He told of his own secluded life and education, and of his ignorance of his father's name until after his mother's decease.

He confessed the rage and hatred that filled his bosom on first learning that poor mother's wrongs, greater even than his own.

He spoke of the natural mistake made by the country people at Lone, who misled by his perfect likeness to his brother, had received him and honored him as Marquis of Arondelle.

He admitted that their error flattered his self-love, and believing that he had the best right to the title, he allowed them to deceive themselves, and to address him and speak of him as Lord Arondelle, the heir.

He related the incident of his first accidental meeting with Rose Cameron, who, like all the other tenantry, mistook him for the young marquis, and so had her head turned by his attentions, and followed him to London, where he secretly married her.

This brought him to the time when the extravagance of his companion, added to his own expensive vices, brought him deeply into debt. He knew that his father had placed a large amount of money in the hands of Sir Lemuel Levison to be invested for his (John Scott's) benefit. He applied for a part of this money to pay his debts, but was refused by the trustee. Whereupon a quarrel ensued, which resulted in Sir Lemuel Levison's resolution to take the money down to Lone Castle and restore it to the original donor, that the latter might dispose of it at his own discretion.

This move maddened the penniless spendthrift. It drove him to desperation. He resolved to get possession of his money by foul means since he could not do so by fair ones; by violence, if not by peace. Circumstances had brought him to acquaintance with a pair of desperate thieves and burglars.

He sought them out, tempted them by the prospect of great booty for themselves, and arranged with them the whole plan of the robbery of Lone, stipulating that there should be no bloodshed at all; but that if the burglars were discovered before completing the robbery, they should seek rather to make their escape than to secure their booty.

But who can unchain a devil and say to him, "Thus far, no farther shalt thou go?" The instigator of the crime had no power over his instruments; on t

he contrary, they had power over him from the moment he called in their aid and became their confederate.

John Scott continued his confession by relating that he took the men down to Lone, disguised as countrymen, and led them to the castle grounds, where, lost in the great crowd that came to see the preparations for the wedding festivities, their presence as strangers was unnoticed; that at night he drugged the drink of the valet, stole the pass-key from his pocket, and through the secret passage under Malcolm's Tower he admitted the thieves into the castle, and by means of the valet's key passed them into Sir Lemuel Levison's bedroom.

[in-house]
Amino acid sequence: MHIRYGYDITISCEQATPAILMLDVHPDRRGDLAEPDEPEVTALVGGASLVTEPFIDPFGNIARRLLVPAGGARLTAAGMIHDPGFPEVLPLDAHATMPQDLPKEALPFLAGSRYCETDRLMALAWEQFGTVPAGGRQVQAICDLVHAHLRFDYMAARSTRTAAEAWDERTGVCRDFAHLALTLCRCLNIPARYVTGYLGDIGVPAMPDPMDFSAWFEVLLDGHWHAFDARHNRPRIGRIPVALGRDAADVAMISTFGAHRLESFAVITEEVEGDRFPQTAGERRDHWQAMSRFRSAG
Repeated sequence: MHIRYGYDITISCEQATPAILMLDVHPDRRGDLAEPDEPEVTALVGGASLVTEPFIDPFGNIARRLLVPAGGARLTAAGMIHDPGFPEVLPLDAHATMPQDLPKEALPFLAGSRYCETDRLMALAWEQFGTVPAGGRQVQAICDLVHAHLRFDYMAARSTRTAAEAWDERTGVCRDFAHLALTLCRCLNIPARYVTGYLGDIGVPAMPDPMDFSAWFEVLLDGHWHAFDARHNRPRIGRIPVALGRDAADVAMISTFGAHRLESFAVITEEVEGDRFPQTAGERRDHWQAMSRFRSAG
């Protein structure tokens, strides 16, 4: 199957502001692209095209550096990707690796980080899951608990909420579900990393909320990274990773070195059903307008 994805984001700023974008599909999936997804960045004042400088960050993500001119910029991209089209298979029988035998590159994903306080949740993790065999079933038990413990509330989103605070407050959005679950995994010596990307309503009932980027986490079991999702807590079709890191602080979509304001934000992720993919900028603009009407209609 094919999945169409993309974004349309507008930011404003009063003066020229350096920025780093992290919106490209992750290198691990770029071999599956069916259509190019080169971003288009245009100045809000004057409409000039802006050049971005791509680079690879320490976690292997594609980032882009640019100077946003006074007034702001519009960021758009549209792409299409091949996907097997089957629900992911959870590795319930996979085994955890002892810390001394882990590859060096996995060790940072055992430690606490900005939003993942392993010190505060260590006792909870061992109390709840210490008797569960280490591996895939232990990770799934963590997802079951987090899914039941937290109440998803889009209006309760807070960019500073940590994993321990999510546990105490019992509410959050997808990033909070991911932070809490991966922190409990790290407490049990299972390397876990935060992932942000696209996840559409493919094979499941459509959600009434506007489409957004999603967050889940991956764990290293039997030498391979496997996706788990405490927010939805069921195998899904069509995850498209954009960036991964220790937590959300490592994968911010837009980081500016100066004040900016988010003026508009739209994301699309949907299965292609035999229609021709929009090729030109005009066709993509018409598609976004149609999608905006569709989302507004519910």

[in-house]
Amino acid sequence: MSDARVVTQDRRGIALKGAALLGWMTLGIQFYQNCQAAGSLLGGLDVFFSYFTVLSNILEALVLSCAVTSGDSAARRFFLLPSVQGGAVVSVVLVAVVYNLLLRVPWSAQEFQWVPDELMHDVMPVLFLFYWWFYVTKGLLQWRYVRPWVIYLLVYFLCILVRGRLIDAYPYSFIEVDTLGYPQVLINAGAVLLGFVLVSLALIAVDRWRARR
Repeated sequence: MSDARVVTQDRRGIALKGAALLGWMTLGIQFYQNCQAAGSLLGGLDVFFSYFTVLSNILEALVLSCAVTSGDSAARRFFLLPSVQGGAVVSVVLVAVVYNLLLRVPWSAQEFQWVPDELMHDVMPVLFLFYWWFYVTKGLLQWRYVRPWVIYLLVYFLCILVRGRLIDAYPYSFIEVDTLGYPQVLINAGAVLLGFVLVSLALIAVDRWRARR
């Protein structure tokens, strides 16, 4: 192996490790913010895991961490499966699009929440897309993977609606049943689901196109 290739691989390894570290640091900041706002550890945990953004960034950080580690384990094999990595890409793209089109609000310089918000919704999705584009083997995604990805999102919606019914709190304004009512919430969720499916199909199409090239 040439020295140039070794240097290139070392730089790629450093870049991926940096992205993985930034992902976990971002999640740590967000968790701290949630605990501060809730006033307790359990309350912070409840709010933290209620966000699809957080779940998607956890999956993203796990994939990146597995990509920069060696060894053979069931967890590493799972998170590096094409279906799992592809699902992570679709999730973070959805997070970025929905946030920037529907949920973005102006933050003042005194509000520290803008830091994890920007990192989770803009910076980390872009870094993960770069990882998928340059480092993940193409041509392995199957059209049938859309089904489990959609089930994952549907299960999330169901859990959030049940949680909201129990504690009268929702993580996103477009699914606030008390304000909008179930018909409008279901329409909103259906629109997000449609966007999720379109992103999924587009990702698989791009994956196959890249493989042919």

He shuddered, failed, and seemed about to faint, as he recalled the horrible tragedy enacted in the room that night.

The duke gave him another small glass of brandy before he could revive and continue.

"Heaven knows, though under strong temptation, not to say under imperative necessity, I employed thieves and burglars, I was neither a robber nor a murderer in intention. I wanted to get my own money, withheld from me against my expressed desire-that was all. I do not say this to extenuate my crime, but to let you know the exact truth. I cannot dwell upon this part of the dreadful tale. You know already that the thieves murdered Sir Lemuel Levison in his chamber. It seems that he had not gone to bed, but had fallen asleep in his chair. He woke and discovered them. He was instantly about to give the alarm, when he was knocked senseless by Smith and killed by Murdockson. From the moment that I heard the old man was dead, although I had not intended the awful crime, I knew that I had actually occasioned it, and that the curse of Cain was upon my head! I have not had a happy moment since. I fled the country, and stayed abroad until I heard that my wretched companion, Rose, was in trouble. Then I returned in disguise to see what was to become of her, resolved to give myself up to justice, if it should be necessary to vindicate her. But I found, by cautious inquiry, that she had been admitted as crown's evidence on the trial of the valet Potts, who was discharged from custody, on a verdict of 'Not Proven,' but that she was in prison again, on the charge of perjury, for having sworn-what she truly believed, by the way, poor wench-that the confederate of the thieves who murdered Sir Lemuel Levison was no other than the young Marquis of Arondelle. You were there, sir, and immediately proved an alibi?"